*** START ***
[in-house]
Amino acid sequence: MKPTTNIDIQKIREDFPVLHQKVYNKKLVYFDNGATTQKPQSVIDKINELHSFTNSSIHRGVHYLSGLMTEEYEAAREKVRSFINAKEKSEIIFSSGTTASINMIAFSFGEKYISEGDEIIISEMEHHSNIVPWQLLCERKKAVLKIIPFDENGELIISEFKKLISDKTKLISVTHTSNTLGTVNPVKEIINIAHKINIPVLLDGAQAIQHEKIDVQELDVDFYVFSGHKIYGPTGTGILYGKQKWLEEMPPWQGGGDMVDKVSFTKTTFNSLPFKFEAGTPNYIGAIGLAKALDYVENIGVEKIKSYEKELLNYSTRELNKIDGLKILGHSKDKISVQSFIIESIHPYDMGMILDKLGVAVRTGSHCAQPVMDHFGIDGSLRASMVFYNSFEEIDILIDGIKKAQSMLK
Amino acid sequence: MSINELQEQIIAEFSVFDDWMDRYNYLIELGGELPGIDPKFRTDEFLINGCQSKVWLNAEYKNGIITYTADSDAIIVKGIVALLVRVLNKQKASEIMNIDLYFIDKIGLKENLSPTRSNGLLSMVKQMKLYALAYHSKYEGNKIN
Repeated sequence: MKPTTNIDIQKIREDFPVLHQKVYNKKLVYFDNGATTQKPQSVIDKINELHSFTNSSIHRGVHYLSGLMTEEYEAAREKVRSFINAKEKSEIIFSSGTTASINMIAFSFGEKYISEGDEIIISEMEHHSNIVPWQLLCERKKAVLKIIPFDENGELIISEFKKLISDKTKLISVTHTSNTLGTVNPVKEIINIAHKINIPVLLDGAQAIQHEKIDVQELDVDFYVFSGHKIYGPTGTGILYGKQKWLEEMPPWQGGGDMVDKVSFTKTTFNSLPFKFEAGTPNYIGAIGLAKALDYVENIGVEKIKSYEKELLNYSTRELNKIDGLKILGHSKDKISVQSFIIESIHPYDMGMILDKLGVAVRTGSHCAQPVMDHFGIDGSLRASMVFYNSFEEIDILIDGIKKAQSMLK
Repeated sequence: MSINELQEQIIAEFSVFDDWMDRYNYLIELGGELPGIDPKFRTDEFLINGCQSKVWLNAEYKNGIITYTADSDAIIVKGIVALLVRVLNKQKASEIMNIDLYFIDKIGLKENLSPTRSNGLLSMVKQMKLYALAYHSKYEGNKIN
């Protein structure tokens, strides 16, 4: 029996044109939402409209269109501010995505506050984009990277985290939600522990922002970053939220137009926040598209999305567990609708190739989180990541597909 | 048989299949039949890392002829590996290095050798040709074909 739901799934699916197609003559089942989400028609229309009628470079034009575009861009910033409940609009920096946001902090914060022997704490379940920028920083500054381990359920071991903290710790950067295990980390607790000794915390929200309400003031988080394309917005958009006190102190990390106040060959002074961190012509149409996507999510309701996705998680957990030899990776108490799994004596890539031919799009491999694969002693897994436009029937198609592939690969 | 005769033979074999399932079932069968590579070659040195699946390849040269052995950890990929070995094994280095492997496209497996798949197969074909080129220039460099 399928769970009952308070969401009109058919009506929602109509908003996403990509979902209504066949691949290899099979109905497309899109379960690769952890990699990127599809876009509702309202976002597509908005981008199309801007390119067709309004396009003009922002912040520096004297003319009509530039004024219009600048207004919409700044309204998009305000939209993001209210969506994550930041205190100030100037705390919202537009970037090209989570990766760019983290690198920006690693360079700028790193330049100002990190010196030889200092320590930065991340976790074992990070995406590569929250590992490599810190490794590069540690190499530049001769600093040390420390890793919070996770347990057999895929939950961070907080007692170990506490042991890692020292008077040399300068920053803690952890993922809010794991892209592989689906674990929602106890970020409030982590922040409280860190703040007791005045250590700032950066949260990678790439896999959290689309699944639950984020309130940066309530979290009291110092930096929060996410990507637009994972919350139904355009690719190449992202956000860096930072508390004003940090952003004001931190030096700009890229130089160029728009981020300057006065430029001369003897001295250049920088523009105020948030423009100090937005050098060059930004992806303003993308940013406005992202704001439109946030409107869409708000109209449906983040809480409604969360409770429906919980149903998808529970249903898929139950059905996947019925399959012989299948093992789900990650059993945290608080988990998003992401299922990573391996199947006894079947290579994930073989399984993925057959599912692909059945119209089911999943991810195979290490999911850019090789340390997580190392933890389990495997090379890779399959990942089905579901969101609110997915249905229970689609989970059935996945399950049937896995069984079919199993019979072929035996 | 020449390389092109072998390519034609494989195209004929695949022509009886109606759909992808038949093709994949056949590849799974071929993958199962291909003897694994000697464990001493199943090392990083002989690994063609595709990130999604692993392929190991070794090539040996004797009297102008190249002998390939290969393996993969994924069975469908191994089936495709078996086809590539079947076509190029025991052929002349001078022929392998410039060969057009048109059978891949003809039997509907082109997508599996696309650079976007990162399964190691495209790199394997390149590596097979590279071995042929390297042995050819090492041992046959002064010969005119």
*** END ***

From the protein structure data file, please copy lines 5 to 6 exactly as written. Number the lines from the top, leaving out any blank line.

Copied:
Repeated sequence: MSINELQEQIIAEFSVFDDWMDRYNYLIELGGELPGIDPKFRTDEFLINGCQSKVWLNAEYKNGIITYTADSDAIIVKGIVALLVRVLNKQKASEIMNIDLYFIDKIGLKENLSPTRSNGLLSMVKQMKLYALAYHSKYEGNKIN
């Protein structure tokens, strides 16, 4: 029996044109939402409209269109501010995505506050984009990277985290939600522990922002970053939220137009926040598209999305567990609708190739989180990541597909 | 048989299949039949890392002829590996290095050798040709074909 739901799934699916197609003559089942989400028609229309009628470079034009575009861009910033409940609009920096946001902090914060022997704490379940920028920083500054381990359920071991903290710790950067295990980390607790000794915390929200309400003031988080394309917005958009006190102190990390106040060959002074961190012509149409996507999510309701996705998680957990030899990776108490799994004596890539031919799009491999694969002693897994436009029937198609592939690969 | 005769033979074999399932079932069968590579070659040195699946390849040269052995950890990929070995094994280095492997496209497996798949197969074909080129220039460099 399928769970009952308070969401009109058919009506929602109509908003996403990509979902209504066949691949290899099979109905497309899109379960690769952890990699990127599809876009509702309202976002597509908005981008199309801007390119067709309004396009003009922002912040520096004297003319009509530039004024219009600048207004919409700044309204998009305000939209993001209210969506994550930041205190100030100037705390919202537009970037090209989570990766760019983290690198920006690693360079700028790193330049100002990190010196030889200092320590930065991340976790074992990070995406590569929250590992490599810190490794590069540690190499530049001769600093040390420390890793919070996770347990057999895929939950961070907080007692170990506490042991890692020292008077040399300068920053803690952890993922809010794991892209592989689906674990929602106890970020409030982590922040409280860190703040007791005045250590700032950066949260990678790439896999959290689309699944639950984020309130940066309530979290009291110092930096929060996410990507637009994972919350139904355009690719190449992202956000860096930072508390004003940090952003004001931190030096700009890229130089160029728009981020300057006065430029001369003897001295250049920088523009105020948030423009100090937005050098060059930004992806303003993308940013406005992202704001439109946030409107869409708000109209449906983040809480409604969360409770429906919980149903998808529970249903898929139950059905996947019925399959012989299948093992789900990650059993945290608080988990998003992401299922990573391996199947006894079947290579994930073989399984993925057959599912692909059945119209089911999943991810195979290490999911850019090789340390997580190392933890389990495997090379890779399959990942089905579901969101609110997915249905229970689609989970059935996945399950049937896995069984079919199993019979072929035996 | 020449390389092109072998390519034609494989195209004929695949022509009886109606759909992808038949093709994949056949590849799974071929993958199962291909003897694994000697464990001493199943090392990083002989690994063609595709990130999604692993392929190991070794090539040996004797009297102008190249002998390939290969393996993969994924069975469908191994089936495709078996086809590539079947076509190029025991052929002349001078022929392998410039060969057009048109059978891949003809039997509907082109997508599996696309650079976007990162399964190691495209790199394997390149590596097979590279071995042929390297042995050819090492041992046959002064010969005119």